A brief history of biofuel

In the early days of the industrial revolution, biofuels began to be widely used. But in the 1860s, there was a shift from biofuels to petroleum such as gasoline and kerosene. Initially, for oil lamps, it gradually became automotive fuel. Shifts began in Europe, then quickly occurred in America and other continents. Even so, the use of biofuels is not really abandoned. It is still used as an additional ingredient in gasoline in order to improve octane. In the meantime, you can check out the book written by Daniel Ballerini to learn more about biofuel.

In 1826, Samuel Morey was the first person to find a piston engine that uses alcohol. In 1860, Nikolaus August Otto of Germany developed the use of ethanol on the Otto engine or the Otto cycle.

Until the mid-19th century, it was used as energy for lighting and cooking fuel until the discovery of petroleum and other forms of energy such as gas and electricity.

Around the beginning of the 20th century, biofuels were used for internal combustion engines, when the problem of depletion of petroleum reserves began to become a serious concern. During the Arab oil embargo in 1970, biofuels were used by developed countries for combustion engines.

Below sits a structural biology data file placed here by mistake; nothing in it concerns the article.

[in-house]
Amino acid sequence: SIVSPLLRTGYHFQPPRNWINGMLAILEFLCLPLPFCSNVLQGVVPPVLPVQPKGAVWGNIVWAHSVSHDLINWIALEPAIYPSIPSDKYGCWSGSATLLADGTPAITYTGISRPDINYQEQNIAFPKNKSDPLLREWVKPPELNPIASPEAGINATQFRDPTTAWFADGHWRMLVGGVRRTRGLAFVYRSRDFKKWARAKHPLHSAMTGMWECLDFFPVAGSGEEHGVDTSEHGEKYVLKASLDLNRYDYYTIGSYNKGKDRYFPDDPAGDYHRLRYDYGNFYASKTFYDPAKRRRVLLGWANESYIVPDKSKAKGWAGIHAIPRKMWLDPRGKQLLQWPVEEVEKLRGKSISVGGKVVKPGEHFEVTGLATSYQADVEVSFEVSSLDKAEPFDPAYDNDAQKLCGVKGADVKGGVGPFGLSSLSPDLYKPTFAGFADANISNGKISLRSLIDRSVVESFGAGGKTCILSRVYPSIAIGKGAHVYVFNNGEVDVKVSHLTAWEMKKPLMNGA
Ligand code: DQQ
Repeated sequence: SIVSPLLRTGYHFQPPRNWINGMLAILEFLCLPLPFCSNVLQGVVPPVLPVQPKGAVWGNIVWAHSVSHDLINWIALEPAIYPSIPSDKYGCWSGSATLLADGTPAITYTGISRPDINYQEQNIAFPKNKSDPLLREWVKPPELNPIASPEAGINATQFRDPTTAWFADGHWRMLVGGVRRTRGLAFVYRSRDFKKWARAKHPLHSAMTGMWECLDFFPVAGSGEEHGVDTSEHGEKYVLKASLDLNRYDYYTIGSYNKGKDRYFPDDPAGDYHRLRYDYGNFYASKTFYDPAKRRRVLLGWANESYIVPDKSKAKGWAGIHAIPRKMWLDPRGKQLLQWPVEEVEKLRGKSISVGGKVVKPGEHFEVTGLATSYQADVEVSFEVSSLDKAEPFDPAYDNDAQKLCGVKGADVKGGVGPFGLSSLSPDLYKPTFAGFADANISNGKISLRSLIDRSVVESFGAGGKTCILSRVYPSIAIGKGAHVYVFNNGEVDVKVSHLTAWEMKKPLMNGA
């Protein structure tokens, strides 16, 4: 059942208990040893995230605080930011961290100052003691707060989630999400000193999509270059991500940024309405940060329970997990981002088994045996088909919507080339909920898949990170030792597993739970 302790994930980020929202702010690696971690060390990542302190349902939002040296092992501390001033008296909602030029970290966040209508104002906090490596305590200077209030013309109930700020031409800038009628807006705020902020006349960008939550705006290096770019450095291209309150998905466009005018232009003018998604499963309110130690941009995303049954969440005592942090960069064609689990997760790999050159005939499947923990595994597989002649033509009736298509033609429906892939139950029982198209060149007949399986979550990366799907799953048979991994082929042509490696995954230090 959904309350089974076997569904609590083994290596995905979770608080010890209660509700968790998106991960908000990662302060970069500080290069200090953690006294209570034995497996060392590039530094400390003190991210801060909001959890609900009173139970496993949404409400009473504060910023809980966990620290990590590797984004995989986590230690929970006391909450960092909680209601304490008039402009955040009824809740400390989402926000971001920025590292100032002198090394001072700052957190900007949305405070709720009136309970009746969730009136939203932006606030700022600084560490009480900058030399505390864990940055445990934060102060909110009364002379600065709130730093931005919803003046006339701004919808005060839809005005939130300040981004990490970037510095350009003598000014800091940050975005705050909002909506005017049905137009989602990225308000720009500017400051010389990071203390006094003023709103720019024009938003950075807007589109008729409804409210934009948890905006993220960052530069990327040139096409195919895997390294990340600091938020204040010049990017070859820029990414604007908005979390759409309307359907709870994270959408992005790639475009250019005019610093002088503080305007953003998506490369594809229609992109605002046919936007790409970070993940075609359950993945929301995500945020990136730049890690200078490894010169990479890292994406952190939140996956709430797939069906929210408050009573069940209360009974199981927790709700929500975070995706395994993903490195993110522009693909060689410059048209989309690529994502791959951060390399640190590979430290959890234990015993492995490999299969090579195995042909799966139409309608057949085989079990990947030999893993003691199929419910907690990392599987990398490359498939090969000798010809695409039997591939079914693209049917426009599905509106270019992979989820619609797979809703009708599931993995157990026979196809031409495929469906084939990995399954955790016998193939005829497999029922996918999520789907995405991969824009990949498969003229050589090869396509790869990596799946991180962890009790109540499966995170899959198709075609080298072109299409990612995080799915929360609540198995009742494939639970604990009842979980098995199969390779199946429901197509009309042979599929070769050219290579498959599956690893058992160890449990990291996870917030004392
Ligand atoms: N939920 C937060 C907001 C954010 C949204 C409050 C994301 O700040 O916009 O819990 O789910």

The beginning of the 21st century, global concerns about climate change, biodiversity and human survival frame the broader context of the research and policy debate about biofuels.

Brazil and the Philippines use sugar cane to be processed into alcohol in anticipation of the high cost of importing oil. In 1937, ethanol accounted for 7 percent of Brazil’s total fuel consumption.

Besides sugar cane, palm oil and corn are also often used as raw material for biofuels. Palm as a biofuel material is popular in south-east Asia, while biofuel from corn is widely produced in the United States. At present, about 40 percent of corn production in America is used for ethanol production. Besides America, other countries that produce biofuels from corn are China and Canada.